Over the past few months I’ve been wearing holes in the soles of my figurative shoes from the endless pacing that my mind has been engaged in trying to figure out best how to interpret, understand, and responsibly handle the circumstances that my dad has found himself in after being diagnosed with two different kinds of cancer (one being a stage four malignant brain tumor) within the course a month or so. As I’ve told my dad and others numerous times, I cannot imagine somebody having worse luck (cancer being just the latest in a slew of frustrating and undeserved challenges he’s faced) and I can’t fathom any reason that he would deserve to have to deal with such issues. I just don’t understand, as well-meaning people tell me, how my dad’s suffering can benefit anyone in God’s grand scheme, least of all, himself. Then there are other people who see my dad’s circumstances as an opportunity to discredit the notion of a loving God to the point of comparing him to a mother who shakes her child awake in the middle of the night just so that she can show her love to her child by soothing him back to sleep. Well, get ready, because, here’s my big comeback…
Ok. I really don’t have one. From a logical human perspective, his argument is just as plausible as anything else I’ve got. But, then again, why should I try to place my own limitations (or his) on God? As a parent, I recognize that my kids don’t always understand why I don’t let them get away with certain things and they certainly let me know about it when they’re not happy with my decision. I also have to admit that I can be a real sucker for the crocodile tears that both of my kids are capable of producing in an instant. But, the fact is that if I don’t act as a responsible parent by helping them to make good decisions, sometimes allowing them to experience the negative consequences that come as a result of bad decisions, and, also, helping them to understand and deal with the fact that life isn’t always fair, I’m setting them up for failure in their own lives. Simply put, there are things that they simply can’t understand at the ages of three and seven that my wife and I do understand. Our judgments overrule theirs whether they like it or not and it is for their good whether they understand that or whether they don’t.
I just finished reading the Old Testament book of Job through for the first time in my life. I read parts of it as a teenager as part of a bible study and knew the general gist of it, but, this seemed like a good time to take it in as an adult and, in a nutshell, here’s what happened: Job was a tremendously wealthy guy with a prosperous family. Based on the precept of some kind of cosmic discussion between Satan and God (not sure how literal the book is) Job ends up being tested with the tragic loss of his family, his wealth, and the onset of health issues that make him absolutely miserable. Over the course of the forty-two chapters he questions God, complains about the notion that he doesn’t deserve all of the trouble he’s experiencing and he receives at first friendly support and then not-so-friendly advice from three other men who basically suggest that: 1-He does deserve it. 2-He has no right to question God. In the end, though, God responded and dismissed Job’s acquaintances’ advice as near-sighted and inaccurate. As for Job, God never really answered His questions, but, He did make one thing clear to Job and his acquaintances: men are not capable of knowing or understanding the purposes of God. Job rightly concluded, “…surely I spoke of things I did not understand, things too wonderful for me to know,” (Job 42:3). God went on to bless the rest of Job’s life far greater than it had been prior to losing so much to begin with. Isaiah 55:8-9 says, “For my thoughts are not your thoughts, neither are your ways my ways, As the heavens are higher than the earth, so are my ways higher than your ways and my thoughts than your thoughts.”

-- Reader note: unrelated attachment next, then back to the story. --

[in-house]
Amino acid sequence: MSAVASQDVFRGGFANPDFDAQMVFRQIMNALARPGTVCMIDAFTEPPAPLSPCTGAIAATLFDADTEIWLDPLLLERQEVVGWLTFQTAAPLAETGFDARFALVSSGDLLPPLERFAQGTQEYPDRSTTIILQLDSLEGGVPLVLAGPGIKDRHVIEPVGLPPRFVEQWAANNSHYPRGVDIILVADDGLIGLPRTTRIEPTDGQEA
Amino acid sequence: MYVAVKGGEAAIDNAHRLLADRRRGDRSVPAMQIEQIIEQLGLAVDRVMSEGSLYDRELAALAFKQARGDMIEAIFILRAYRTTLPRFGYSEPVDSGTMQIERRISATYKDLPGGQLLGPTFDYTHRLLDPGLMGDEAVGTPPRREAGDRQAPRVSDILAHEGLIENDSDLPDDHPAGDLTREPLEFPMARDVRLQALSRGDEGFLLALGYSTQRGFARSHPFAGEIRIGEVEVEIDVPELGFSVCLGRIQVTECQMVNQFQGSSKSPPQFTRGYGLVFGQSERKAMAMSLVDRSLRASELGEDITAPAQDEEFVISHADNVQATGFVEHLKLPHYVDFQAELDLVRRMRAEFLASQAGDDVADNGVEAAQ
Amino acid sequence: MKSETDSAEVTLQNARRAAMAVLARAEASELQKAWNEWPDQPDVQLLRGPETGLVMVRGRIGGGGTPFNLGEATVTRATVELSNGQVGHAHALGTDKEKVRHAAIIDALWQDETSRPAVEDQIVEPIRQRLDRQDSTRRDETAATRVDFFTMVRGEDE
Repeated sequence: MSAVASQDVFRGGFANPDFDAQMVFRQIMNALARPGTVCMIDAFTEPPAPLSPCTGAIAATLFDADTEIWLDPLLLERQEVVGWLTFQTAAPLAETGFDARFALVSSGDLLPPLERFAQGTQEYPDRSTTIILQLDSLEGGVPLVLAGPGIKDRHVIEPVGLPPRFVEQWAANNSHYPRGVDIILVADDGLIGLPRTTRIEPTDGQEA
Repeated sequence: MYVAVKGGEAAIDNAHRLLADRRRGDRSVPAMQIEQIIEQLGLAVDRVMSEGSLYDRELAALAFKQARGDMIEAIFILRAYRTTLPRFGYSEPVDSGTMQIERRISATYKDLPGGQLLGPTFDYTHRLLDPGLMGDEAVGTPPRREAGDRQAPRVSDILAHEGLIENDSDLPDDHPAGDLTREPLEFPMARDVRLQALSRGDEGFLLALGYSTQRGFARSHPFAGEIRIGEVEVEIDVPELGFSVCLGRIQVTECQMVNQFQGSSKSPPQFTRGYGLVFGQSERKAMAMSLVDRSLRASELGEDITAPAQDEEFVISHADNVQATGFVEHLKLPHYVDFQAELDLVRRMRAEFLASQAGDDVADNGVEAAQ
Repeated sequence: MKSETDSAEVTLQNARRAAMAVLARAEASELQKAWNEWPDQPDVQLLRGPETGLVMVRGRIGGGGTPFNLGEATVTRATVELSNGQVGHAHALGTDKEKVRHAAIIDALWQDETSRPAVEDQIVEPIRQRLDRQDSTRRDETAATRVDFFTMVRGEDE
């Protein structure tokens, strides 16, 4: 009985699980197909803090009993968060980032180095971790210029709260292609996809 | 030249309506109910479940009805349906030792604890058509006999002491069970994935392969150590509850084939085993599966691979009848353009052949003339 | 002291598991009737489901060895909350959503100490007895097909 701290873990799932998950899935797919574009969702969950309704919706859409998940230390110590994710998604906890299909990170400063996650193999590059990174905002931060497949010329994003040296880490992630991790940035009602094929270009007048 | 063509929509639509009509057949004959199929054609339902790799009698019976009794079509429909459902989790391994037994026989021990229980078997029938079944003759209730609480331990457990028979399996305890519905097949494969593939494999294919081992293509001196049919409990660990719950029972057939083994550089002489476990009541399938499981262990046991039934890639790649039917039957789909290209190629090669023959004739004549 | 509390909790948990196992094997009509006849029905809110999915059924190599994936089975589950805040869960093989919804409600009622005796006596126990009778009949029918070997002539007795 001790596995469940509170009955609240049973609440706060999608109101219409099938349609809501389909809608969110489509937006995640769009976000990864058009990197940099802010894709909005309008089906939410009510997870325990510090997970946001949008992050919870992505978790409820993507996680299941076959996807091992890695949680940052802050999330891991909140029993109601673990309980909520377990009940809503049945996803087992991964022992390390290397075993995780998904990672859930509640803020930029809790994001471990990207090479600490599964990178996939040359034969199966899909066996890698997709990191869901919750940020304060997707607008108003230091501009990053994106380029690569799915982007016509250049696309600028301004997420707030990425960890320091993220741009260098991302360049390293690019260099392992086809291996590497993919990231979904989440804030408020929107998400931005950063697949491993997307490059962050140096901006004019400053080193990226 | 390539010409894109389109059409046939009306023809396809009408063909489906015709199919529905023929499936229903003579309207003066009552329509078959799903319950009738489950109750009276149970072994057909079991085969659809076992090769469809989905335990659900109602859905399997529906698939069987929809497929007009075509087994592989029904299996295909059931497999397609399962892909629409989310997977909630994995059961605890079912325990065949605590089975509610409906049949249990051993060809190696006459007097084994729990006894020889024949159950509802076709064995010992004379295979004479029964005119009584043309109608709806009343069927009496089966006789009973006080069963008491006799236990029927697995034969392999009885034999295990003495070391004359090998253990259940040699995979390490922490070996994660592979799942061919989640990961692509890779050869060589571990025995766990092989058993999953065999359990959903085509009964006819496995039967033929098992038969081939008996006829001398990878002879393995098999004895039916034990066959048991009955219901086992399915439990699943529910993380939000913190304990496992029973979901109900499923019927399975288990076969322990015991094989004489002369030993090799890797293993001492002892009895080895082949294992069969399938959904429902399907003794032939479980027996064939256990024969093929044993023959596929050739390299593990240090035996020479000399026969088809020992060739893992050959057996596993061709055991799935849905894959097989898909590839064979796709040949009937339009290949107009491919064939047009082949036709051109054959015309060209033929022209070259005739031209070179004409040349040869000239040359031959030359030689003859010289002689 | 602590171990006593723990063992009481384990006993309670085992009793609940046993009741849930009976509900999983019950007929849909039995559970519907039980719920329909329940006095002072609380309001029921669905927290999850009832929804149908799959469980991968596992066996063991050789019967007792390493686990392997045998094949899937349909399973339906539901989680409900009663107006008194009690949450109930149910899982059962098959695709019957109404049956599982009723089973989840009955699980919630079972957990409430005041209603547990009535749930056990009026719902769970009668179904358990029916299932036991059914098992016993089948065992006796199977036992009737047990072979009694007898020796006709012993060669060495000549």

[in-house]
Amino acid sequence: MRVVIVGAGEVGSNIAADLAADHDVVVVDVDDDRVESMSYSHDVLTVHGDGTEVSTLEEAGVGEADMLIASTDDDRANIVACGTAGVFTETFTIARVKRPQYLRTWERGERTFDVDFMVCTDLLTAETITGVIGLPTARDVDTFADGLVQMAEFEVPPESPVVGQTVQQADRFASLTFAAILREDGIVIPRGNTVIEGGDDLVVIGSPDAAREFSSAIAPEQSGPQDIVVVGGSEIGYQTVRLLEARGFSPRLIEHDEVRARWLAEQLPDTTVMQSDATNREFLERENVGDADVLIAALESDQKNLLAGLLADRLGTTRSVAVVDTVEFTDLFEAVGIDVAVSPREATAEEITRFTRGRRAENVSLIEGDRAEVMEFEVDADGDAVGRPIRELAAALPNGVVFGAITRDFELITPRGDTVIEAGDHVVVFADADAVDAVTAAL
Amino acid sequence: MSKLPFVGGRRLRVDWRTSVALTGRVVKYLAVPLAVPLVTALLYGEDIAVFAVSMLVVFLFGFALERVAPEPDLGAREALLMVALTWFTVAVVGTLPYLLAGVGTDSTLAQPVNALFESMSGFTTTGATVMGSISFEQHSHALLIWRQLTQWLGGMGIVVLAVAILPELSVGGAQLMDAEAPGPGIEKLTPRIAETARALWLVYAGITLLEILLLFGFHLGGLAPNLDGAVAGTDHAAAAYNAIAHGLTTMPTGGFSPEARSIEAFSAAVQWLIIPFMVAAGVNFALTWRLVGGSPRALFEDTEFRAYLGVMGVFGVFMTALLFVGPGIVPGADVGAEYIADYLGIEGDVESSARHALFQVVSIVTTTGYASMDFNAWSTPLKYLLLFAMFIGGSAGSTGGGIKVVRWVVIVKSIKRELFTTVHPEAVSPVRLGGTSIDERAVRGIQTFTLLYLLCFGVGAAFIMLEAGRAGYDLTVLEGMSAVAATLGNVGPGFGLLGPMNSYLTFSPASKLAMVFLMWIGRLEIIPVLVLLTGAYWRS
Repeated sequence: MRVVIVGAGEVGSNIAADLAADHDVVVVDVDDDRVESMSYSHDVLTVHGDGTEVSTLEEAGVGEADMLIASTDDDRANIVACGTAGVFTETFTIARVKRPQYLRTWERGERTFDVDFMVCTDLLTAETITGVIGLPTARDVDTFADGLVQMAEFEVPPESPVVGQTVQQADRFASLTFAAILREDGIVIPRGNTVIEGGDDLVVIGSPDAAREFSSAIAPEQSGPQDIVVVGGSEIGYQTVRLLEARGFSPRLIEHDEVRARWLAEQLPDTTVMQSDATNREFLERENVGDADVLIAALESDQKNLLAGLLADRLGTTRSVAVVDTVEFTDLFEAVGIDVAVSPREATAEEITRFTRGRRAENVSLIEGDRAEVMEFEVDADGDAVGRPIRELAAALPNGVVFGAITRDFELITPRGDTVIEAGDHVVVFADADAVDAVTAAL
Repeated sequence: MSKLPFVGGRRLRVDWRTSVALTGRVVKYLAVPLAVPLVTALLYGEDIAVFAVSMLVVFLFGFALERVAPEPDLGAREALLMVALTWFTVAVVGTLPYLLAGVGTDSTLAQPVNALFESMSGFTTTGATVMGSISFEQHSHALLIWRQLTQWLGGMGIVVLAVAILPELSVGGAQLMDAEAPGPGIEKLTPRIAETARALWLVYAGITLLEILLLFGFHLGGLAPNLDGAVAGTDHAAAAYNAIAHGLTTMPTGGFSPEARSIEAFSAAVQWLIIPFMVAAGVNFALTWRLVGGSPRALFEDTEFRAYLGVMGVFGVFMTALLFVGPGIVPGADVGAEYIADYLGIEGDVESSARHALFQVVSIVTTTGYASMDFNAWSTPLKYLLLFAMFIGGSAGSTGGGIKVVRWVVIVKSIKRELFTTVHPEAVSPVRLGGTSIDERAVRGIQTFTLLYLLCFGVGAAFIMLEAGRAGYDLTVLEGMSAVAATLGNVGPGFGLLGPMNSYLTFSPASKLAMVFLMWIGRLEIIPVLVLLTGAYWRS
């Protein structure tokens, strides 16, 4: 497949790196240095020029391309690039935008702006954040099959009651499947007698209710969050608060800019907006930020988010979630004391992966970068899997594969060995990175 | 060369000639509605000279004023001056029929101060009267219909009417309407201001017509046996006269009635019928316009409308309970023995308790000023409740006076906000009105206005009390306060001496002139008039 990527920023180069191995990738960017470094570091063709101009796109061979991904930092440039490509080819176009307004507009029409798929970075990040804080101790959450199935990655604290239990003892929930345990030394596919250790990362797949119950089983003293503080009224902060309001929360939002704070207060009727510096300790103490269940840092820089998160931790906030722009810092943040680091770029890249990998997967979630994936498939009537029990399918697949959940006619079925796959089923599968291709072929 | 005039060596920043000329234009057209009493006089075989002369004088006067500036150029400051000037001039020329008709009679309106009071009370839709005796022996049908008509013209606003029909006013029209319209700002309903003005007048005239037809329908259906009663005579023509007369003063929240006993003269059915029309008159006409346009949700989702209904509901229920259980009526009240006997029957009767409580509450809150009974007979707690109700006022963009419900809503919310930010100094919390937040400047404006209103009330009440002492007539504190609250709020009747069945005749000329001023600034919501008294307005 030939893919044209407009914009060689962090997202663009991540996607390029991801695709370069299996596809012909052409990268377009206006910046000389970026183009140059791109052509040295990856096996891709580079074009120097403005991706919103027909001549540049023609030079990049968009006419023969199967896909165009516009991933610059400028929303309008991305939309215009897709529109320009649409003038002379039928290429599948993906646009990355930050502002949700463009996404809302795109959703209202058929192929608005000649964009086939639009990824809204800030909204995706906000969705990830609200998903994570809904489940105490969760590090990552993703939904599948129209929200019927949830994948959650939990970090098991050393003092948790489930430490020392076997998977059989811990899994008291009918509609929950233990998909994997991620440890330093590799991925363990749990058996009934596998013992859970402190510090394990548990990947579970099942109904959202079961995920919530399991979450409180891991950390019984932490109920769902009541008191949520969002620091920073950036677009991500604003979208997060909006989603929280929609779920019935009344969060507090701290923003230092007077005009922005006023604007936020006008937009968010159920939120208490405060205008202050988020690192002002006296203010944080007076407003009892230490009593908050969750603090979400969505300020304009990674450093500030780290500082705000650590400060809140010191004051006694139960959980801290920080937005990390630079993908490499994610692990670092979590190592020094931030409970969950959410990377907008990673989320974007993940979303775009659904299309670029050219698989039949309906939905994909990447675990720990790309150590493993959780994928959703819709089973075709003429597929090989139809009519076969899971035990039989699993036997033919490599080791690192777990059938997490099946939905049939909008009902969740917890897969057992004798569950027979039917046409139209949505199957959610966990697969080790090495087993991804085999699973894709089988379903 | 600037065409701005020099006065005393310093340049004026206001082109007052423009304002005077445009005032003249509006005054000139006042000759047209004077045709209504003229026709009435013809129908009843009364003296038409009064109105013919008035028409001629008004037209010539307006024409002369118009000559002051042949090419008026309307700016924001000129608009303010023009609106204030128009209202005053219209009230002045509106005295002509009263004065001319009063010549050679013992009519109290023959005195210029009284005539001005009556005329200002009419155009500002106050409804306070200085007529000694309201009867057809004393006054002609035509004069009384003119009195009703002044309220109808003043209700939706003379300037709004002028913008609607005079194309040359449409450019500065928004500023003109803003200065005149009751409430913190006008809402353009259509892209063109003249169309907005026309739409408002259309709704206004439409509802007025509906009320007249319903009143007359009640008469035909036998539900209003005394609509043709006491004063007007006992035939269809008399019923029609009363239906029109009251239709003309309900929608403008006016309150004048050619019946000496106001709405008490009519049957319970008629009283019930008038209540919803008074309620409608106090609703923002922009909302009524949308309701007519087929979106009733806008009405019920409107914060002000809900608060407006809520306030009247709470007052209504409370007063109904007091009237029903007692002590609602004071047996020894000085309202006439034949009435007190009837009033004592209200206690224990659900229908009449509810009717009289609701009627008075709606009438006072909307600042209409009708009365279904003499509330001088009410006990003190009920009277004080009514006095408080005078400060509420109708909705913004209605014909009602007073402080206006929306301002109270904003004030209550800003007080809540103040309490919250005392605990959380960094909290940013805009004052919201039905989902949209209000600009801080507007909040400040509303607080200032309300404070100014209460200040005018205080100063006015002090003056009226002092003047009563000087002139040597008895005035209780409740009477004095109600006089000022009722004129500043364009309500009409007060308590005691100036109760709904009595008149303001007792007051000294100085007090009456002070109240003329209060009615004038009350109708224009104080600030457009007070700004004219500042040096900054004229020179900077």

I will not claim that I understand what is going on with regards to the trouble that my dad is experiencing and why he has to experience it (though I can say, with conviction, that watching him go through this and not being able to change it is one of the most difficult things I’ve ever had to experience). Additionally, I know that my arguments for trusting God may not always win out in a logical debate (perhaps there are arguments that could be used to win in such a debate, but, the person debating would have to be someone much more intellectually qualified than myself like, say, C.S. Lewis, for example). But, I do know that my dad is suffering and I don’t know why this has happened to him. But, God sees and knows everything and my faith in Him is the only hope that I’ve got. If He’s allowed it to happen, it will serve the ultimate purpose of good as God is love (2 John 4:8). He will win over sin (also known as selfishness) and the damage that sin has caused over the course of human history. As for my dad and I, I will continue to pray for him daily. I will pray for his soul. I will pray for his peace of mind. And I will pray for his health, because, though his circumstances may seem intimidating to us, they are are not intimidating to God and He can use them in whatever way he sees as being necessary. Until then, I will do everything I can to stand by my dad and support him and I will maintain my faith in my Father in heaven, my Abba.
…being confident in this, that he who began a good work in you will carry it on to completion until the day of Christ Jesus.
Now we see but a poor reflection as in a mirror; then we shall see face to face. Now I know in part; then I shall know fully, even as I am fully known.
1 Corinthians 13:12